The HITECH Act is likely spurring a recent increase in the adoption of EHR technology in healthcare organizations. The National Center for Health Statistics cites the average adoption rate at around half of the total physicians in the U.S.
EHR Use Increases
Since the beginning of Electronic Health Records, their use has grown swiftly over the years. However, recent studies are showing that this growth varies greatly across the country. The National Center for Health Statistics published a data brief in January 2014 about EHR use among office-based physicians in the United States from 2001- 2014. The brief revealed that 78.4% of office-based physicians used an EHR system in 2013, increasing from 48% in 2009 and from 18% in 2001. The HITECH Act, which established Medicare and Medicaid incentive programs, was introduced in 2009, and was a likely motive for the significant increase from 2009 to 2013.
Though use has grown about 21% from 2012 (71.8%) to 2013 (78.4%), EHR adoption has been quite uneven when considered geographically. The national average of the percentage of physicians with a system meeting the criteria for basic EHR was reported to be 48%.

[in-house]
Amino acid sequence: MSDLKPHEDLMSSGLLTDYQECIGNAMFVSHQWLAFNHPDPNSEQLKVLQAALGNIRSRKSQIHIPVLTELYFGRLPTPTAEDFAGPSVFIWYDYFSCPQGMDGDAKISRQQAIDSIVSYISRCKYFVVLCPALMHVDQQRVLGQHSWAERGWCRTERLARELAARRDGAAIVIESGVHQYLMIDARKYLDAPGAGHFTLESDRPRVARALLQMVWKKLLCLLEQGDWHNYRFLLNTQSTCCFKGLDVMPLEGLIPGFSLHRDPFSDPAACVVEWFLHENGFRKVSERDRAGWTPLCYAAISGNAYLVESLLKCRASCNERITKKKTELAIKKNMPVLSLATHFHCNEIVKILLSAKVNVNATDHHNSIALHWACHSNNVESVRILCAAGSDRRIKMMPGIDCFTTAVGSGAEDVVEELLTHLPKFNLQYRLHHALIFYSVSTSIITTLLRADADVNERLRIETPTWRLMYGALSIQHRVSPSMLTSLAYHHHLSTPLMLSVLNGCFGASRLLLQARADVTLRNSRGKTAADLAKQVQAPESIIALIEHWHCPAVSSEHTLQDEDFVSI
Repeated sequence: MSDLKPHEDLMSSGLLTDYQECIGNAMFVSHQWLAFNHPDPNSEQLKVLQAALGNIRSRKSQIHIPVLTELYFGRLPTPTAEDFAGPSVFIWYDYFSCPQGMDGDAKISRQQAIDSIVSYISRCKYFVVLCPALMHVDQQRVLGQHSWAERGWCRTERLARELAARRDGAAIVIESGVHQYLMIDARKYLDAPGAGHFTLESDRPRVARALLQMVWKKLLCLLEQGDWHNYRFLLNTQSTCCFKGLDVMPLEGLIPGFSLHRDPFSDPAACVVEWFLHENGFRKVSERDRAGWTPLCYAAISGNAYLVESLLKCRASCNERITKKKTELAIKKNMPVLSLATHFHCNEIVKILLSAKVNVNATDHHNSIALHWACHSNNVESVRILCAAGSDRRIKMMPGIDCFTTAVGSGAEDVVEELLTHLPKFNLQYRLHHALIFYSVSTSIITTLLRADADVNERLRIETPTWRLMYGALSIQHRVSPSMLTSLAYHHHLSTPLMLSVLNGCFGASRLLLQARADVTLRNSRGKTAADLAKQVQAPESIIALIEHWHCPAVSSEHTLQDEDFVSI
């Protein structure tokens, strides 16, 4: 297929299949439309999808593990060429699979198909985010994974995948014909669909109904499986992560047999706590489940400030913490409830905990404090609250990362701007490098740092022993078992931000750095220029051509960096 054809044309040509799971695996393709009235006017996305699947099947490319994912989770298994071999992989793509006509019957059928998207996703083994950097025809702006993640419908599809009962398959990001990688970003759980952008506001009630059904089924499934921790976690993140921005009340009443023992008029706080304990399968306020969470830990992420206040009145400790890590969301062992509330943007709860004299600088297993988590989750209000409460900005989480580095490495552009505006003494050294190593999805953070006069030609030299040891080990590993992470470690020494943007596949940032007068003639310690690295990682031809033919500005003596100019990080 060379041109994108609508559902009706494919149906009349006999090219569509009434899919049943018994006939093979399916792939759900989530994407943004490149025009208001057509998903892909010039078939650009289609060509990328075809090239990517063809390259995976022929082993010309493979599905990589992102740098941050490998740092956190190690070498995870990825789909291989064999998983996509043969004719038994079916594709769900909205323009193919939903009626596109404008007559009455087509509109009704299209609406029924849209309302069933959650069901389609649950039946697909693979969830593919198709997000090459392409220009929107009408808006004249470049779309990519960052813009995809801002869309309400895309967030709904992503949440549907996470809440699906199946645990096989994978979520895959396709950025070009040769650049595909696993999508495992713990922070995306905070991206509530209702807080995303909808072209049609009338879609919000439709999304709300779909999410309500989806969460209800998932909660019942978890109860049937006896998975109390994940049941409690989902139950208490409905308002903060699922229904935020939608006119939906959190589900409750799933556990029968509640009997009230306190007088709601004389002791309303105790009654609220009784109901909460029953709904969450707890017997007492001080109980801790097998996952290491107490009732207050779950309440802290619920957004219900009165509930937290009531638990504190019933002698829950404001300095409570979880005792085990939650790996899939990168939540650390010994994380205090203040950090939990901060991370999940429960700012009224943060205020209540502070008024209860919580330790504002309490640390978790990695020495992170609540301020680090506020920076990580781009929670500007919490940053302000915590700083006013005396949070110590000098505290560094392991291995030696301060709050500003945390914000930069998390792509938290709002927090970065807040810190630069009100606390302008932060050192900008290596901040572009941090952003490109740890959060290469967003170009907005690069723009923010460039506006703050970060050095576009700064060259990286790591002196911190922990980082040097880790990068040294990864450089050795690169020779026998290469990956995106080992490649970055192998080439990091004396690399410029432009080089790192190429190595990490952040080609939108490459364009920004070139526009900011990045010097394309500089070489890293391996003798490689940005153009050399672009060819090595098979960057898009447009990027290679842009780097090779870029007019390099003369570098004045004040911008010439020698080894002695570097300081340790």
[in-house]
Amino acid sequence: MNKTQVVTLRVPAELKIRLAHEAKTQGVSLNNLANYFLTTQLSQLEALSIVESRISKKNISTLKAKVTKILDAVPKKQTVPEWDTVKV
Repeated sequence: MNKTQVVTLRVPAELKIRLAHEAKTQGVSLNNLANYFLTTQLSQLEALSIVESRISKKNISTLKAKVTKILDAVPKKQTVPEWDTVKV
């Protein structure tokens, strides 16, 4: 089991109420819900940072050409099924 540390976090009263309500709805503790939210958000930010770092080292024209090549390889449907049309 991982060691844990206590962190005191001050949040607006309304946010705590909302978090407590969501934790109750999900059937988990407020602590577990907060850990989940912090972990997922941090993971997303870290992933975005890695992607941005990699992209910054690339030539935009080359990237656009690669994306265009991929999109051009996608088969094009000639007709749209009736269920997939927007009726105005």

Eight states had a percentage below the national average, with the lowest being in New Jersey:
• Maryland (37.1%)
• Wyoming (37.1%)
• Vermont (37%)
• Oklahoma (36.9%)
• West Virginia (36.9%)
• Connecticut (30.1%)
• Nevada (33%)
• New Jersey (21.2%)
Meanwhile, nine states were above the national average, with North Dakota reporting the highest percentage:
• North Dakota (82.9%)
• Minnesota (75.5%)
• Massachusetts (70.6%)
• Wisconsin (67.9%)
• Iowa (65.5%)
• Utah (65.5%)
• Oregon (64.9%)
• Washington (60.6%)
• South Dakota (58.1%)
The data brief also indicated that in 2013, 69% of office-based physicians were intending to participate in the Meaningful Use program, but only 13% of those wanting to participate reported EHR systems that could support the required 14 out of 17 objectives for MU Stage 2 (more information regarding Stage 2 can be found at the Centers for Medicare and Medicaid Services website).
Though this is a small fraction of physicians, the study has shown that since 2010, EHR adoption has greatly increased for the seven objectives for which data is available:
• Recording patient history and demographic information (74.3%-83%)
• Ordering prescriptions (57.2%-82.6%)
• Sending prescriptions to pharmacy electronically (43.8%-78.7%)
• Providing warnings of drug interactions and contraindications (43.6%-73.8%)
• Ordering lab tests (48.5%-68.9%)
• Providing reminders for guideline based interventions (37.9%-56.8%)
• Reporting to immunization registries electronically (26.9%-39.1%)
Author: Apoorva Anupindi